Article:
Application of Health Technology Assessment (HTA) to Evaluate New Laboratory Tests in a Health System: A Case Study of Bladder Cancer Testing

Acad Pathol. 2020 Nov 6;7:2374289520968225. doi: 10.1177/2374289520968225. eCollection 2020 Jan-Dec.


We describe the methods and decision from a health technology assessment of a new molecular test for bladder cancer (Cxbladder), which was proposed for adoption to our send-out test menu by urology providers. The Cxbladder health technology assessment report contained mixed evidence; predominant concerns were related to the test's low specificity and high cost. The low specificity indicated a high false-positive rate, which our laboratory formulary committee concluded would result in unnecessary confirmatory testing and follow-up. Our committee voted unanimously to not adopt the test system-wide for use for the initial diagnosis of bladder cancer but supported a pilot study for bladder cancer recurrence surveillance. The pilot study used real-world data from patient management in the scenario in which a patient is evaluated for possible recurrent bladder cancer after a finding of atypical cytopathology in the urine. We evaluated the type and number of follow-up tests conducted including urine cytopathology, imaging studies, repeat cystoscopy evaluation, biopsy, and repeat Cxbladder and their test results. The pilot identified ordering challenges and suggested potential use cases in which the results of Cxbladder affected a change in management. Our health technology assessment provided an objective process to efficiently review test performance and guide new test adoption. Based on our pilot, there were real-world data indicating improved clinician decision-making among select patients who underwent Cxbladder testing.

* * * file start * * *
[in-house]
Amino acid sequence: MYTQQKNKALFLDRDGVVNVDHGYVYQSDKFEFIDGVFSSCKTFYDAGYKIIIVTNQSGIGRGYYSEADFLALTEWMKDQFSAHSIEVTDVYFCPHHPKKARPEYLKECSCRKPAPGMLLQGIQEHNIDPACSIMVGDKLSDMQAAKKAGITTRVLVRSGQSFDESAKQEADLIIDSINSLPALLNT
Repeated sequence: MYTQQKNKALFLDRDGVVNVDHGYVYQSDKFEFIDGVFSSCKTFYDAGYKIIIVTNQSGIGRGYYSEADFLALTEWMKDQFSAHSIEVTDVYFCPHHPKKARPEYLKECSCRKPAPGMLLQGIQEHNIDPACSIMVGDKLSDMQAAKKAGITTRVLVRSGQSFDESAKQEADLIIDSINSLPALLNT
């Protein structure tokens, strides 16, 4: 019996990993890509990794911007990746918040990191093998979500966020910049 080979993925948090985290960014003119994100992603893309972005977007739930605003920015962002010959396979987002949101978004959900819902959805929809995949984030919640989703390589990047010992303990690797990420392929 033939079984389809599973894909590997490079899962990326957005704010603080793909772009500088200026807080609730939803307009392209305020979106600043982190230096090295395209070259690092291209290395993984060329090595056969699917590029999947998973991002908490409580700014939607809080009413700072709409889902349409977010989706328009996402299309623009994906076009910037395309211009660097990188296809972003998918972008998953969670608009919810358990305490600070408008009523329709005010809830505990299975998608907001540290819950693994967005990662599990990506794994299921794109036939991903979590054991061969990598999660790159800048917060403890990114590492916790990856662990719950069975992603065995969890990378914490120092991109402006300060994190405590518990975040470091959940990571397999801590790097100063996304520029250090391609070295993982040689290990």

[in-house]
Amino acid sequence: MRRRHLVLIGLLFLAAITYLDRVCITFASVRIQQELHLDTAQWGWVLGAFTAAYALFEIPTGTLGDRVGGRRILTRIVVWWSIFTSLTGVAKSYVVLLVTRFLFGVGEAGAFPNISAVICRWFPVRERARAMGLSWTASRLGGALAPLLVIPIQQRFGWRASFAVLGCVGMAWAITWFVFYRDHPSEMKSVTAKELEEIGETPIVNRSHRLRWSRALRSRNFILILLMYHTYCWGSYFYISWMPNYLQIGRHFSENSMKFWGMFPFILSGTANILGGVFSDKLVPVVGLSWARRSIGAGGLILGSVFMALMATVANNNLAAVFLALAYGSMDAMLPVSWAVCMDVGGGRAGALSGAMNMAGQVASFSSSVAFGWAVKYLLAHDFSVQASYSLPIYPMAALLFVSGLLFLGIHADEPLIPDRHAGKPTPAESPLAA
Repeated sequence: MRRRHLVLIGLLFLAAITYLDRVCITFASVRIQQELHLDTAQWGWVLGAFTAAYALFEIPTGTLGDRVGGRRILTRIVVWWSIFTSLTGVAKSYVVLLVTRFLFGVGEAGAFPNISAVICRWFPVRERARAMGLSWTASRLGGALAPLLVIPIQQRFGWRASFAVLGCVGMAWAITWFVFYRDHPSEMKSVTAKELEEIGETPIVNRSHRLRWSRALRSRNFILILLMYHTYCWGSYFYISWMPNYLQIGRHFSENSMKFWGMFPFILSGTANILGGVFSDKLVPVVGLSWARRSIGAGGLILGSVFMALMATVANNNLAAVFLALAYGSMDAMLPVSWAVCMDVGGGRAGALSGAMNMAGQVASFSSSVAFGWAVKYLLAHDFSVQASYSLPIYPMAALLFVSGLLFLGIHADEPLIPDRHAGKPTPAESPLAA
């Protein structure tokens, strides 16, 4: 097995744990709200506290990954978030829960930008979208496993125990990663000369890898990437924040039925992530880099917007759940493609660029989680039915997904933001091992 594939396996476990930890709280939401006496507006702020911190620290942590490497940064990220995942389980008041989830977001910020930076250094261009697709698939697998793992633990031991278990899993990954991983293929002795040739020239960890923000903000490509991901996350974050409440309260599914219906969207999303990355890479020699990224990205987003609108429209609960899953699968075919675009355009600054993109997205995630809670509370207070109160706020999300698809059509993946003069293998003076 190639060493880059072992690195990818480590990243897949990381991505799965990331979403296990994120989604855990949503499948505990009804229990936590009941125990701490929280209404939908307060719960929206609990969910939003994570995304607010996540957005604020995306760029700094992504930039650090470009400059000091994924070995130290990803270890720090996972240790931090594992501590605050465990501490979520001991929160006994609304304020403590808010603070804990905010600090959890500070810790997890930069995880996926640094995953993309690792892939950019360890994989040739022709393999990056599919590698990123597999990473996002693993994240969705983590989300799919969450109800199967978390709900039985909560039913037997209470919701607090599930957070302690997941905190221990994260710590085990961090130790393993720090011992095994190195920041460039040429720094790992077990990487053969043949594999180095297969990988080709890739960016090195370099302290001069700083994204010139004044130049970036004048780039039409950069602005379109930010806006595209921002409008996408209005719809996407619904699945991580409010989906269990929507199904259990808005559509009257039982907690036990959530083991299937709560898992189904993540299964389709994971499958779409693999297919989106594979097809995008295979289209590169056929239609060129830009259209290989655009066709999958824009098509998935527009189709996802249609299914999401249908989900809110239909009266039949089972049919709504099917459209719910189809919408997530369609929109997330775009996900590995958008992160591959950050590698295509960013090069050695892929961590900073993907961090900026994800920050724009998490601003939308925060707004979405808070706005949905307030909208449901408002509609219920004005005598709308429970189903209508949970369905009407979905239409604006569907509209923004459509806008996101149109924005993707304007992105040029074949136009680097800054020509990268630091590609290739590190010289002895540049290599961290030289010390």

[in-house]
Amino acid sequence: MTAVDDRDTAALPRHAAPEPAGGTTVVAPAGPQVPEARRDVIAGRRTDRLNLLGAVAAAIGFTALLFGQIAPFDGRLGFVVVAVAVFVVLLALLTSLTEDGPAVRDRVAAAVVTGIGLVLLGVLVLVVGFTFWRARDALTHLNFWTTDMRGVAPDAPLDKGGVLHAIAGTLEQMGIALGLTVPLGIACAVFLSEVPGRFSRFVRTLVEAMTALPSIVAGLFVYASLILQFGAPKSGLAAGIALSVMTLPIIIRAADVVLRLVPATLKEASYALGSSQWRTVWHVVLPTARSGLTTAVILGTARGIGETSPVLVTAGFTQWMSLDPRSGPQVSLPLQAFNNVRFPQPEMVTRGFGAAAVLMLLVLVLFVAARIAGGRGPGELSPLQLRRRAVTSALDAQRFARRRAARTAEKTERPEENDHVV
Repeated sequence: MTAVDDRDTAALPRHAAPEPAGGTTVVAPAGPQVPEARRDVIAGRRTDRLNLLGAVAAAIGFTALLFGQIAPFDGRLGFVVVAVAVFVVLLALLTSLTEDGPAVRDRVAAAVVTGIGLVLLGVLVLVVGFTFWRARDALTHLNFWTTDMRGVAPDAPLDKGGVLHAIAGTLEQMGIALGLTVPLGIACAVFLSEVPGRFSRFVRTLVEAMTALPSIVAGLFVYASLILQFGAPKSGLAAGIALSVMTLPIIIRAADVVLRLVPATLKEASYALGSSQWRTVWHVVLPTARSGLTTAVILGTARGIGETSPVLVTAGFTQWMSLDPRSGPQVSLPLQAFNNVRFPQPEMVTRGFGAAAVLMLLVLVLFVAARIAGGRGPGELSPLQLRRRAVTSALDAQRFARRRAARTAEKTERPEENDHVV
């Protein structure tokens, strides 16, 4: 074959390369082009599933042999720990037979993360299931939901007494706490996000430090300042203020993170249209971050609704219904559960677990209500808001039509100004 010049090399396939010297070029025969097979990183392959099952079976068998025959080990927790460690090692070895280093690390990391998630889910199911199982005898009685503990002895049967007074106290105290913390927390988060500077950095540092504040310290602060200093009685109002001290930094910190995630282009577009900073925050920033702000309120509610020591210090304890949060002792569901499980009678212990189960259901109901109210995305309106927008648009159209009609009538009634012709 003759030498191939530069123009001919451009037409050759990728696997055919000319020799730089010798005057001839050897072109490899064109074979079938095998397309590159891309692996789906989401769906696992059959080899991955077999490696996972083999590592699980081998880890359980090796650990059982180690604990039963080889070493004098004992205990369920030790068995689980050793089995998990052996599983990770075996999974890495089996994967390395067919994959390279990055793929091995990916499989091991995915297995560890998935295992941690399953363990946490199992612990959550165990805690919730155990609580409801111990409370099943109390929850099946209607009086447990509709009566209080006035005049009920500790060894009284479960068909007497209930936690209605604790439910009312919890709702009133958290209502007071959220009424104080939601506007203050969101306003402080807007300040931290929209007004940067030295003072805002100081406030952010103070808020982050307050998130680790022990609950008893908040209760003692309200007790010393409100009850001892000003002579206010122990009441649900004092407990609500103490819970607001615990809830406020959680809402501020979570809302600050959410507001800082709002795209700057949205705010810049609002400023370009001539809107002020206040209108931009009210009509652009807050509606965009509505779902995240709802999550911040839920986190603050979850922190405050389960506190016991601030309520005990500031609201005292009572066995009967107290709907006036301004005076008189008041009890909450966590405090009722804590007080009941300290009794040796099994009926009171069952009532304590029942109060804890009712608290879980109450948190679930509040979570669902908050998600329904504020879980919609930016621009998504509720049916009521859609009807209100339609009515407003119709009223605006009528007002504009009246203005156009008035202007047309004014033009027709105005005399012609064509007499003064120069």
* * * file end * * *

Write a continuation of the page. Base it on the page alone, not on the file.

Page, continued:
Keywords: Cxbladder; bladder cancer; diagnostic yield; health technology assessment; laboratory medicine stewardship; molecular testing.